If you want to grab the install kit then just follow this link: http://bit.ly/1ZEF5Uo

If you are interested in learning more or have any problems accessing the Author Tools then drop me a note.

The New Dynamics AX is a big change from the previous releases. The majority of the changes are around the new web based user interface, the new way that you navigate around in the application and also new sets of tools that have come along for the ride.

For those of you that are familiar with the older user interfaces then you may have to learn a couple of new tricks to get around the system like the pro that you are, and for new users of the New Dynamics AX environments then you will probably want as many tips on all the cool things that you are hidden away within the application so that you can quickly become a power user of the system.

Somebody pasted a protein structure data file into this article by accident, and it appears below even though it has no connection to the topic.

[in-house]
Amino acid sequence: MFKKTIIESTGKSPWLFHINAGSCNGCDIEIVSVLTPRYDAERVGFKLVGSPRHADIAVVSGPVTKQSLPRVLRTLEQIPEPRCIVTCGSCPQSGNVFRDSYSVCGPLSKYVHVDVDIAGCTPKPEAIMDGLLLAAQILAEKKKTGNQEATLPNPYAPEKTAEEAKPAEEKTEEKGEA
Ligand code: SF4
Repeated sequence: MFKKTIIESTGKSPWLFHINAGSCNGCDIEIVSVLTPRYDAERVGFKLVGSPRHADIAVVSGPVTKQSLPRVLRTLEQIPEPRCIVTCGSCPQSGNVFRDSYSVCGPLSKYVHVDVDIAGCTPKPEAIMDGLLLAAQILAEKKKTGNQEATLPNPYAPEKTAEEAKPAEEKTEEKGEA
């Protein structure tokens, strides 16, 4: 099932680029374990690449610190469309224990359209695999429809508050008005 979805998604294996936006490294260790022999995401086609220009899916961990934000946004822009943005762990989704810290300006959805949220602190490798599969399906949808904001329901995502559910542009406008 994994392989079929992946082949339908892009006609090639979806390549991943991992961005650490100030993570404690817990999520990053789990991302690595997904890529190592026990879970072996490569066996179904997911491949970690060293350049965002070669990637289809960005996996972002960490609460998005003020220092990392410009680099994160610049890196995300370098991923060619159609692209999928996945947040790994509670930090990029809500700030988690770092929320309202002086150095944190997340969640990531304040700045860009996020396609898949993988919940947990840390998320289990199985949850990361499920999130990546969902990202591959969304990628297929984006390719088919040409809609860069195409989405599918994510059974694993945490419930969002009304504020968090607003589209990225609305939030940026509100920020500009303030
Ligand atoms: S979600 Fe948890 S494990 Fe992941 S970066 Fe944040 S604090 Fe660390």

I have scoured all of the resources that I have to compile the most useful tips and tricks for the New Dynamics AX and that will be useful to everyone, regardless of if you are a novice to Dynamics AX just trying to get around in the application, or have worked with the previous versions of the system, and are just want to learn the nuances of the new user interface.

Using the list filter

When you are in the detail view within the forms, you don’t need to return back to the list page each time to navigate from record to record. You can show the list filter feature to navigate through all of the records.

How it works…

To view the list filter, just click on the List icon on the left hand side of the form.

This will open up a panel on the left hand side that shows you a quick view to all of the records that you can switch to.